World Reader 1 (Loveness/ Doe): “This is Mission Control, what do you see? Over.”
-”Ever since I figured out how to turn my face into light, tons. How’d those lab rats manage that by the way? Over.”
-”We’re not sure, as soon as we mentioned it they all ran in different directions. Someone thinks they heard one saying ‘Our time has come’. Just to be safe we’re delaying your re-entry plans. Over.” [8/10]

Mankind has fulfilled its dream of reaching out to the stars. Interstellar travel is a reality, and humanity’s forward mission so far keeps finding mass graves. Captain Fields trained his whole life to be an adventurer, not a mortician. Harris preserves the written records of these dead civilizations in the hopes of one day translating them. Kamoi takes soil samples, and Sarah listens to the dead. This isn’t a talent most of the crew expected to be on the team, in fact a few don’t think it’s anything more than an act, but she convinced the right people she was legit, and so space seances exist. With dreams of first contact crushed after multiple readings of alien last rites, crew morale and mission excitement are at critical lows. It’s just where something wants them to be.

In spite of what should be a sizable force embarking on mankind’s first steps between the stars, World Reader oddly only introduces three persistent characters, and then none stand very long in the spotlight. Even Sarah mostly exists on the side as she attempts to connect with the fallen communities they find. What little time they each get puts itself to effective use, as by the end of the issue there’s a strong idea of why they’re there and what they’d like to do. The premise itself may be the most distinct and original aspect of this book – at first a nihilistic take on space exploration, but eventually pushing the idea of where human civilization might truly be afraid to look. Governments and corporations may spend trillions funding an exploration mission into deep space, but at the idea of stepping into the kind of energy and territory that connect all living things they might pay one mid-level salary so long as it’s in another solar system. For the sake of narrative paths that haven’t been taken much, I hope World Reader follows this thread in particular.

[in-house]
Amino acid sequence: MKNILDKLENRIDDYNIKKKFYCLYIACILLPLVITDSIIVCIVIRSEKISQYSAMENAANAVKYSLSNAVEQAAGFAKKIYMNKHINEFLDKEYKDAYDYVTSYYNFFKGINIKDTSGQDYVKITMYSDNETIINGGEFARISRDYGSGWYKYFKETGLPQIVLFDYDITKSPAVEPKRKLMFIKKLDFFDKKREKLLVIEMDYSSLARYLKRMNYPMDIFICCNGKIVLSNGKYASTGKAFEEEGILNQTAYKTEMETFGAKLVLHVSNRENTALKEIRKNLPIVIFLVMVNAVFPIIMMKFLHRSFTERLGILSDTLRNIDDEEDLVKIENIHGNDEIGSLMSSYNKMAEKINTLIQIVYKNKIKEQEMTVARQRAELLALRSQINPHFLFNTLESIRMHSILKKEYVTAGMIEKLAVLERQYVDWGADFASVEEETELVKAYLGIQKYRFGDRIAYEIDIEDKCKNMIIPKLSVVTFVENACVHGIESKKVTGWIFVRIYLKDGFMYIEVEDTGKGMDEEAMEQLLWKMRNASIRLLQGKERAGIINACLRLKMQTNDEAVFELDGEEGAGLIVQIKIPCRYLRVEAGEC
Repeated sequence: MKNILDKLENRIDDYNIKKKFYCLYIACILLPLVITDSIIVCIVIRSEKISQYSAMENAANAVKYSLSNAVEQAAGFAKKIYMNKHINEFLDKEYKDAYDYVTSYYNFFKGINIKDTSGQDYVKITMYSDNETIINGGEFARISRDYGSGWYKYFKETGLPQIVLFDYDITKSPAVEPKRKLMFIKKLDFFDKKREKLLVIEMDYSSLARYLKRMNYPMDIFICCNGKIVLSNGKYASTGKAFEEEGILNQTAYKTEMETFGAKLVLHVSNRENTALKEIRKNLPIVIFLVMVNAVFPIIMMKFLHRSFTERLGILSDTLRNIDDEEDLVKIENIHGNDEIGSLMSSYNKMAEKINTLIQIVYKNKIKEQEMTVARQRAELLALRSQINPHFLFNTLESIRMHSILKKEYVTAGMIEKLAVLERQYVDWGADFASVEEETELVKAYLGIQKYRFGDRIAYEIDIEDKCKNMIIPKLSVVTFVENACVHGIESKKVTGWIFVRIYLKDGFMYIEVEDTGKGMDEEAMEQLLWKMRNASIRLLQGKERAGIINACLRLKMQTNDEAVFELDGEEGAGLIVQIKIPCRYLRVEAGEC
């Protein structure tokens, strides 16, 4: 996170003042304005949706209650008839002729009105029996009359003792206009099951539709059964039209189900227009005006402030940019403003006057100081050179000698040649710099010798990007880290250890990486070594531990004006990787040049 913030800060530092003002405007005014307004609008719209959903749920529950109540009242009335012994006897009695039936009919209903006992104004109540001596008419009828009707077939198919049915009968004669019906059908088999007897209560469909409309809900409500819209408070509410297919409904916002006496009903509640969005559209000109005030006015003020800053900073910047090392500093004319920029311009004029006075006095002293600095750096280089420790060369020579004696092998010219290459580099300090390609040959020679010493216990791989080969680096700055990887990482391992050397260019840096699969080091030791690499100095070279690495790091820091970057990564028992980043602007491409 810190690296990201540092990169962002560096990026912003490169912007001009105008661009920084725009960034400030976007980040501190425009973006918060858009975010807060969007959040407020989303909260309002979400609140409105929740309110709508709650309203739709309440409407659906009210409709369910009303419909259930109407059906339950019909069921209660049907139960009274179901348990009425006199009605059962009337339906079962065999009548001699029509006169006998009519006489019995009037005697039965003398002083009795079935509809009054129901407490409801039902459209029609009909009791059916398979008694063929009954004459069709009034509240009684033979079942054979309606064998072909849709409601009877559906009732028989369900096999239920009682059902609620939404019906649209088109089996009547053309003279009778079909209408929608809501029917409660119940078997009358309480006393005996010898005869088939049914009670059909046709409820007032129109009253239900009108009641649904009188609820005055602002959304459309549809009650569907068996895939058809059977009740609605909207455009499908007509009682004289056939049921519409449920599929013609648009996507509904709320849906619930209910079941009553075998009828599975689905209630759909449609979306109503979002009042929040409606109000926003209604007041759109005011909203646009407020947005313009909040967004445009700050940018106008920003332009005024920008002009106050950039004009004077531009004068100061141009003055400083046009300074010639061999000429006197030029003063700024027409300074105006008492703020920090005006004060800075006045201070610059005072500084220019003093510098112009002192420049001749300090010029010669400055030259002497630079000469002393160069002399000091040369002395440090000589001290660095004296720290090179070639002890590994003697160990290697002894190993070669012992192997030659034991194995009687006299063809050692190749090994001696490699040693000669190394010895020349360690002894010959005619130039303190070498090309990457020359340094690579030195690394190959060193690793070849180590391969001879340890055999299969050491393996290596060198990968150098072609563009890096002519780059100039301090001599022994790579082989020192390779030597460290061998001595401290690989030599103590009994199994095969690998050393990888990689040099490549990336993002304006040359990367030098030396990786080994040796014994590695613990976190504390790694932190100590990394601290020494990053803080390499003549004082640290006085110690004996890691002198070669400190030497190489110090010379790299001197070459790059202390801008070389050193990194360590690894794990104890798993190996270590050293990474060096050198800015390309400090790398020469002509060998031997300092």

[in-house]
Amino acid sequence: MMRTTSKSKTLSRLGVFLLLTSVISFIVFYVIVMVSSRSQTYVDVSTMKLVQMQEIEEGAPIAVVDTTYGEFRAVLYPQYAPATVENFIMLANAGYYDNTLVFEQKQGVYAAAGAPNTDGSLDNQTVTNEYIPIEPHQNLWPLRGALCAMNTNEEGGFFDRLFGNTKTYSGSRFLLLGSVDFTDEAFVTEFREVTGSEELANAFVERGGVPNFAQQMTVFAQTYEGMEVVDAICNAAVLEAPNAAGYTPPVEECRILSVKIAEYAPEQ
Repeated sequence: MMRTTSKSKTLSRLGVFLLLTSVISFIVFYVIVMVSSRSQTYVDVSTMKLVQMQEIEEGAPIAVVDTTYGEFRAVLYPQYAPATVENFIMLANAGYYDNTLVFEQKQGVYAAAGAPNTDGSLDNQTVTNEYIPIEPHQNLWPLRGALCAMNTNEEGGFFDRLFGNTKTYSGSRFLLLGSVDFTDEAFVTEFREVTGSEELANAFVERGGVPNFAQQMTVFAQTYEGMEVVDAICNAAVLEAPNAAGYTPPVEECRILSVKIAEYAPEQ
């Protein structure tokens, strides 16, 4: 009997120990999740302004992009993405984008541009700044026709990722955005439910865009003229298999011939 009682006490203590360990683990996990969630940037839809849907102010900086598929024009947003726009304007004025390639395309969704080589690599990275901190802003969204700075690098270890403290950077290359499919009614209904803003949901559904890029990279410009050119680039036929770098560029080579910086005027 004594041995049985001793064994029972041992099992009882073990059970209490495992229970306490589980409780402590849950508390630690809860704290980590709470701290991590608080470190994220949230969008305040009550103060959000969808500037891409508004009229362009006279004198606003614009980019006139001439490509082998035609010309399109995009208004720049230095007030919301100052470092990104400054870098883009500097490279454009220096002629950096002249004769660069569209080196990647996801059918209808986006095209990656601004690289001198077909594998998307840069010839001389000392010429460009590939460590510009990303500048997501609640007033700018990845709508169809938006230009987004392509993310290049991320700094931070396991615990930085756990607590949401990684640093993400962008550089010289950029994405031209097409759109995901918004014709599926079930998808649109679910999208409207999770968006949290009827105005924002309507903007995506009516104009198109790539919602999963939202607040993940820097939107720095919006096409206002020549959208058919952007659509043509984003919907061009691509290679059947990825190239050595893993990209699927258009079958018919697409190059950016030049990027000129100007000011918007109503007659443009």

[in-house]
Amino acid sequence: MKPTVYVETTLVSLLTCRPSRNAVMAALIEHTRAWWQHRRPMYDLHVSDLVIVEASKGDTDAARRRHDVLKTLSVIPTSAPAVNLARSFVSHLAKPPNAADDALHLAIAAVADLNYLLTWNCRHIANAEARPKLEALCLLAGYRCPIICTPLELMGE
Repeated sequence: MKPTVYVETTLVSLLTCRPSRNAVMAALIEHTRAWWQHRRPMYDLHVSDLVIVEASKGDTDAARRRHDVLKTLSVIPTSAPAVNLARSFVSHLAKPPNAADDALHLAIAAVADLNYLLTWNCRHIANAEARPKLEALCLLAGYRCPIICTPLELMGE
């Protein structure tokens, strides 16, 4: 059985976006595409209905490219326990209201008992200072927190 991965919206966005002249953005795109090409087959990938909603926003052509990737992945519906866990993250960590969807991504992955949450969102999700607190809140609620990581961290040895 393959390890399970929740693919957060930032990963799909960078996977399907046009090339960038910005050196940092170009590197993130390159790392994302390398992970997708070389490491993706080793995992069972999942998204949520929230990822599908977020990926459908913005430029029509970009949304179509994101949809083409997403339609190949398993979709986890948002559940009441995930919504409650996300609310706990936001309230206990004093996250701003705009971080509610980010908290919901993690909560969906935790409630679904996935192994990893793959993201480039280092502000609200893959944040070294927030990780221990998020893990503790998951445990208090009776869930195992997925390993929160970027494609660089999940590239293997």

Juan Doe’s art proves highly compatible with the kind of story Loveless wants to tell. He has two “worlds” to design and draw: physical reality and the local astral world. Physically, there aren’t many demands to meet, which Doe takes as an invitation to push proportions and perspectives just enough to illustrate something to catch the reader’s eye. Slightly futuristic space suits and wastelands don’t offer many challenges other than to make them interesting, and he rises to that as well as anyone could. There’s more room to create and play in rendering the astral world, but again it’s restrained by trying to sell dead space. Sarah’s visions capture a haunted feeling, providing enough detail to get a sense of what a place was and the kinds of creatures that dwelled there, and at the same time charging the area with a form of energy just from its own nature.

World Reader reads like hot dogs and merlot – the pairing’s unusual, but it works.

US Avengers 5 (Ewing/ Diaz): Captain America’s “saving” that global CEO of color from something, right? He’s pushing him into a safety net that just happens to look like the American flag, right?? Marvel’s not totally leaning into the character assassination of Captain America, RIGHT?!?

Whatever your next trainwreck, I hope you have someone around to shove you into a patriotic backdrop.

We had an amazing time at Indy Comic Con! Check out our twitter account (@ComicCarnival) to see just a sample of the cosplayers that hit the floor with everything they had. See you next week!

Looking for earlier blogs by Ryan Walsh for Comic Carnival?  They’re here: Variant Coverage Blog Back Issues

Variant Coverage Review Blog by Ryan Walsh for Comic Carnival

Variant Coverage Review Blog by Ryan Walsh for Comic Carnival